So what is the difference?, the story is what is different. It takes a dive into Chinese symbolisim, history, culture, folklore and religions to really get a feel for what a Penjing story is saying. An Oxen for example is a popular item used in Penjing scenes, any one know why things like oxen, pines and dragons are so common in Chinese art? They use those little Pagodas in their Penjing work, most of us don't relise if you look at Chinese wilderness and mountains you will find Pagodas out there, they where an important part of Chinese life. At the top of Hushan you will find long and dangerous staircases made into the mountain, some even have signs carved into rock reading things like "turn back or die". At the very top is a large now abandon Taoist village with fishing areas, farm land,prisons,huts, housing, religious statues and temples. Why is this important?, also just off to the side of all this is a very important pavillion called the chess pavilion, it is near a very important tree, this tree is copied very often in Penjing, there is a couple famous stories about all this.

There at least at one time was a story behind alot of the great Penjing pieces. Some of those little mudmen look just like the Taoist from my Chinese history books. Maybe those Penjing guys really are telling stories about fishing the 3 gorges, or Taoist on their way up the hills to pray at the pagoda.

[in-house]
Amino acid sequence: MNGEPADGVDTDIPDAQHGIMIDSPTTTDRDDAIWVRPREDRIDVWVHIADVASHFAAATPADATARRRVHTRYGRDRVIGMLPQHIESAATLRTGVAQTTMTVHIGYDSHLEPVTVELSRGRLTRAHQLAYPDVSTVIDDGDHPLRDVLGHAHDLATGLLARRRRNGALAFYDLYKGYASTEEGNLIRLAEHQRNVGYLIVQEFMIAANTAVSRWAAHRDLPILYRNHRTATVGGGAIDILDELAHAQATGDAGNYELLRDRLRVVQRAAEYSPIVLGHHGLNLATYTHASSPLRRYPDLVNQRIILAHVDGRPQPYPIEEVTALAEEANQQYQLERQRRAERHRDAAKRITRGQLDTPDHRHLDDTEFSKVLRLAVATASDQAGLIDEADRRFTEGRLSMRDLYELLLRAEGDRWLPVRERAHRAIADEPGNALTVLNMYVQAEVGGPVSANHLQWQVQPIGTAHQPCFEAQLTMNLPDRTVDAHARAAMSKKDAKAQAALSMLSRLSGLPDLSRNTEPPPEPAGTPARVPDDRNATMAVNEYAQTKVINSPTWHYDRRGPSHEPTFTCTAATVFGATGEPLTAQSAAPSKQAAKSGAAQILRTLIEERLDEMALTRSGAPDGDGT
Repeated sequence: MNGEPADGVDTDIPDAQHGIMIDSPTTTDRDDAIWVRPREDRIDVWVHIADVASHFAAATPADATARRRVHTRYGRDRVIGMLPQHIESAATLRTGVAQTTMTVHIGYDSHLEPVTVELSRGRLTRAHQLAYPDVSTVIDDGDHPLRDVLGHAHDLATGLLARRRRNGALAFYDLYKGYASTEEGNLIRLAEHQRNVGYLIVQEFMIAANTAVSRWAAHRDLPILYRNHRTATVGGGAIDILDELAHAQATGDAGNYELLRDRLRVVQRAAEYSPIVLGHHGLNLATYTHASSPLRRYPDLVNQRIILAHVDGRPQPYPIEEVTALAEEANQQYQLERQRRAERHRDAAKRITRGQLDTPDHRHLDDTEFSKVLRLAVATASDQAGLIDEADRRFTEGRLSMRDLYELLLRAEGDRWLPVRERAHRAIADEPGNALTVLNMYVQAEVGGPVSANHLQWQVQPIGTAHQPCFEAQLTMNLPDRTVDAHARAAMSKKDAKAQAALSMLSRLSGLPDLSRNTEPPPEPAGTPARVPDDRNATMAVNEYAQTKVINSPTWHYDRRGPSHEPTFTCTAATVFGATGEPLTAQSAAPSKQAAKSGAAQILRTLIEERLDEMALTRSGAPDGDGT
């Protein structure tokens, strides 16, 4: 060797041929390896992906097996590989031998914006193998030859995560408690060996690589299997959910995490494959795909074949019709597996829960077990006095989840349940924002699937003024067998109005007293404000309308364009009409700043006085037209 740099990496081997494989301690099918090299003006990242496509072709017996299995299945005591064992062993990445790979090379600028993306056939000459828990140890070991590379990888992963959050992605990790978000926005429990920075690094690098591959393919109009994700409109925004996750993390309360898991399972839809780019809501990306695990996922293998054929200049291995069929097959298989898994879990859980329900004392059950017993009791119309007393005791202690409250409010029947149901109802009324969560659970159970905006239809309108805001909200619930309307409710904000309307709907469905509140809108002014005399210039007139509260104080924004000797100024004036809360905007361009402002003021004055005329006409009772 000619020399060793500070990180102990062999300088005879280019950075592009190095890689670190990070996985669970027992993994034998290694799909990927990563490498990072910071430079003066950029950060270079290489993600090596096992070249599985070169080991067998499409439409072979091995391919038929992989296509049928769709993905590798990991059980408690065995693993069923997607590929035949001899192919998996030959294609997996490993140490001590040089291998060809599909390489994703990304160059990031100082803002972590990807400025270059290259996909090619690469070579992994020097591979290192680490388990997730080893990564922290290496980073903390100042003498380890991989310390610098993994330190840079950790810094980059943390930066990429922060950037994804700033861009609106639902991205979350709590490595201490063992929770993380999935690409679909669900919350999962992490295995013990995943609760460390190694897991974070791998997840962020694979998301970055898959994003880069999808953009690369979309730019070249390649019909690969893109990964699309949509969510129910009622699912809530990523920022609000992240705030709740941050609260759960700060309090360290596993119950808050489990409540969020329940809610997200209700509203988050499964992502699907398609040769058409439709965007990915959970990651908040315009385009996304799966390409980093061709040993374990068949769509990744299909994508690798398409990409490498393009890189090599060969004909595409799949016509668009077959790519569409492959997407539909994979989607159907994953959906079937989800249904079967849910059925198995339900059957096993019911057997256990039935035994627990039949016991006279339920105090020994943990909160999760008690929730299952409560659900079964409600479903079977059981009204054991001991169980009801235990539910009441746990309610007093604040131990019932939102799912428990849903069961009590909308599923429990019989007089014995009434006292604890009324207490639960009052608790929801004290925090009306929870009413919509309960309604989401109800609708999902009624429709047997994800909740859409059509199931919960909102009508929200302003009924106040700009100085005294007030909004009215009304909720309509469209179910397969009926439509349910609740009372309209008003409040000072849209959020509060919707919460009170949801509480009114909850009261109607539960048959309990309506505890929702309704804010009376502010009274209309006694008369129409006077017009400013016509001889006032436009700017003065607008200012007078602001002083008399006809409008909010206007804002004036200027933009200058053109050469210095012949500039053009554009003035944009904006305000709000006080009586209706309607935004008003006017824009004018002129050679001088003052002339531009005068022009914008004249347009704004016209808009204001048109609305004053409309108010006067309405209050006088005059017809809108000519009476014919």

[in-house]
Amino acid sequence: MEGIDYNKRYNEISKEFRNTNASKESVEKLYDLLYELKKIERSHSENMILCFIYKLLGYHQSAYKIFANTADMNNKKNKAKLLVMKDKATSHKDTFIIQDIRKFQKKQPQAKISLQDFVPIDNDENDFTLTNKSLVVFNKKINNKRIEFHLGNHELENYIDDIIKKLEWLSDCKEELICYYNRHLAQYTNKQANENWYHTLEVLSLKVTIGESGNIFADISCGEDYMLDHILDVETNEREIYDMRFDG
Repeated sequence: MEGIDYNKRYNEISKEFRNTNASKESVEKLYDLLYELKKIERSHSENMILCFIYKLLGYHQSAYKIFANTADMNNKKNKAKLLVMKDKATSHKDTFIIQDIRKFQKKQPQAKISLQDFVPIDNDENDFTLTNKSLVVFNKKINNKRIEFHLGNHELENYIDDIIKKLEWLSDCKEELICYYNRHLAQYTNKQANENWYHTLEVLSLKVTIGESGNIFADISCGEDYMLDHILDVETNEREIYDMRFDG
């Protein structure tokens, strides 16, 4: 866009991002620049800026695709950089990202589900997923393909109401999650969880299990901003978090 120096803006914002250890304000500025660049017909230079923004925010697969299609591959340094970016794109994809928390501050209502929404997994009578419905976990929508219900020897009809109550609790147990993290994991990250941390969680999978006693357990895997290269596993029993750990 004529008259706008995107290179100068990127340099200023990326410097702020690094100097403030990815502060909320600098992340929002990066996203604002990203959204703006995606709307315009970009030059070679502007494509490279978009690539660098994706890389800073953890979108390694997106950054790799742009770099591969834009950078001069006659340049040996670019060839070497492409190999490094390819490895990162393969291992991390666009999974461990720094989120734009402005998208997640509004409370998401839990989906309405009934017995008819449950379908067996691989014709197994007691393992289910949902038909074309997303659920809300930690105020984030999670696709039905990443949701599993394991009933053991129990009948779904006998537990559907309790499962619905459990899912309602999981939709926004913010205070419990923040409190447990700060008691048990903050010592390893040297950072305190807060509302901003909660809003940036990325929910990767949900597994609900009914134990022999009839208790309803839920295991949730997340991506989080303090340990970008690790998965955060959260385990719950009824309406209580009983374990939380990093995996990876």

There is more to Penjing than meets the eye but at the end of the day it is just trees in pots just like Bonsai. What makes a Penjing a Penjing is the story, it is a Chinese story.
 
Last edited:
Messages
1,773
Reaction score
14
Location
Ottawa, KS
USDA Zone
6
Will,
I like your scene a lot. It has a quietness or serenity about it. Thank you for sharing this one!
 
Messages
2,776
Reaction score
21
Location
Michigan, USA
USDA Zone
5
Hey, you all - I don't MIND if someone comments or criticizes or praises - please feel free. It just wasn't my intent in posting. Sheesh! :)

Thanks Will, I was hoping you were not limiting discussion on this interesting piece, it would be a shame not to explore it further.

I am afraid I am in the minority here, there are many things about this scene that works, but there are also many things that do not, in my opinion.

The first thing that bothers my eye is that not a single base of any of the trees is visible. This interrupts the visual flow and suggests young trees instead of mature, as older trees in a group usually (but not always) shade out any undergrowth, except for a few random patches. Maybe just showing the main tree all the way to the soil would tie this piece down and ground the viewer enough to where the other bases could remain hid.

The three trees on the right, especially the main tree, have no taper at all.

The pitchfork jins on the main tree looks unnatural.

The branching and placement on the main tree is rather messy and does not reflect the same environmental conditions as the other three trees do.

The tree on the left is too close in height to the main tree on the right.

The pot is too busy, drawing the eye down and away from the group.


All of the above can be easily corrected though. What I do like is the perspective created, the linear and curvilinear perspectives are well done and makes the distance to the horizon look very deep, it draws the eye in very nicely.

I also like the different textures of ground cover, these also add a good sense of scale to the whole.

It is an imaginative use of an even number of trees, but I can't help thinking that a small tree (young tree) leaning away on the far right side would improve this greatly.

All In all, yes, I enjoy it.